Eating With Your Eyes. How to Plate Food Like A Pro.

 

Do you spend hours or even days planning your weekly menu? Do you spend entire evenings pinning recipes on Pinterest? How about fantasizing making recipes from a TV cooking show or in a magazine, only to end up having it look like a cat's supper when you put it on a plate?

What do the professional cooks and food stylists know that you don't? How hard can it be to make your food look like it does when a pro prepares it? It's not just all that extra fat and salt restaurants use to make food taste so good. Chefs and food stylists are artists. Not just with flavor trickery but also with visual plating skills to make food look as good as it tastes. That wow moment you have when a waiter places a dish in front of you has quite a bit of thought behind it. Probably more than you've ever considered.

Professional chefs put intentional thought into how the food will look before it is presented in front of you and many times that thought process happens during the conceptualization process of creating the dish. One flavor component may be turned into a garnish. A textural contrast may be created specifically for that dish, like a crispy sage leaf on your risotto or tuile adorning your dessert. The kitchens stock an array of plate shapes and sizes so that the portion size and plating presentation is shown in the best light. How can you make your food look its best next time you have guests, to impress your family or even just a lovely meal for yourself? Let's think like a pro and make a pretty plate.

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Color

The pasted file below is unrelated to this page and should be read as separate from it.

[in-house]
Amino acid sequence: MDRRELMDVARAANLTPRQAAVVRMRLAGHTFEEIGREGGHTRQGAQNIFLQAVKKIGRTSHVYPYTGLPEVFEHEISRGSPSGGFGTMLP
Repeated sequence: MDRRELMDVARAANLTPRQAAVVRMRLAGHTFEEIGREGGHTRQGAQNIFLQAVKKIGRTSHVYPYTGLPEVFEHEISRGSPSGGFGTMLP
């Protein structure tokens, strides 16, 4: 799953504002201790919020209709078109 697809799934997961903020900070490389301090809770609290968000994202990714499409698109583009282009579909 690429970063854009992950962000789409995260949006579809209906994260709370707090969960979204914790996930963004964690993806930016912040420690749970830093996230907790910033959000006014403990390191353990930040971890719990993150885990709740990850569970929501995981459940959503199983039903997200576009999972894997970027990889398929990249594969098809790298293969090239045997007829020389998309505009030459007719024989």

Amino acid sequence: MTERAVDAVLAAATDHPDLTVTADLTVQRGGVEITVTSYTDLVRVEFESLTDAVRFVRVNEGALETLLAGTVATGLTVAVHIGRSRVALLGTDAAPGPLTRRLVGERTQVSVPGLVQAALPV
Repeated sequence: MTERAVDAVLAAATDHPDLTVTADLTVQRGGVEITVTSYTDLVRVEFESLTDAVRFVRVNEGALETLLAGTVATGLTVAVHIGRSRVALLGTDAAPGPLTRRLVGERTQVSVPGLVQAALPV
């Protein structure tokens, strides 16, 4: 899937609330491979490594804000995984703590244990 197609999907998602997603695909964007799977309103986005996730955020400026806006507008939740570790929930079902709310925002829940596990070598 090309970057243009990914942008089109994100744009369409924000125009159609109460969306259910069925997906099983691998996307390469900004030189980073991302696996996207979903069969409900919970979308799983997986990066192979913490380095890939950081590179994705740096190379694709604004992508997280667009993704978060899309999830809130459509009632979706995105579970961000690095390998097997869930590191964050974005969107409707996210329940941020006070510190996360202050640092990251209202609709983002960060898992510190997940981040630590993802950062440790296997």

Keep the colors of the rainbow in mind when you're composing your dish but don't use all of them! Two to four are plenty. Different colors, not different shades of the same. Three shades of brown or red won't stimulate your eye like one each of yellow, red and green. If the meal you're making isn't colorful on its own, this is where you can use garnishes with a complimenting flavor. You will find many recipes end with "garnish with xyz" for two reasons: it enhances flavor as well as appearance. Garnishes that add flavor like minced chives, chopped parsley, lemon slices, shaved cheese, basil leaves and diced red bell pepper can really make a dish come more alive not only visually but with more flavor. These add a brightness, herbaciousness or balance that would be missing were they left off altogether. If you really want to get creative you can make carrot curls, tomato flowers or cucumber spirals if they work with your dish. If it's not meant to be eaten, then leave it off the plate.

Tuna salad sandwich is brightened up by slicing it on the diagonal and adding spears of celery or pickles.

  • A berry garnish on a dark chocolate dessert is a classic.
  • Transform a simple glass of tea by adding the dimension of shaped ice cubes and a slice of bright lemon or sprig of mint and it's an entirely new enticing proper cold drink.
  • Snipped chives or a bit of caviar over deviled eggs adds color and flavor
  • Chopped nuts add texture and flavor to both sweet and savory dishes
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Go vertical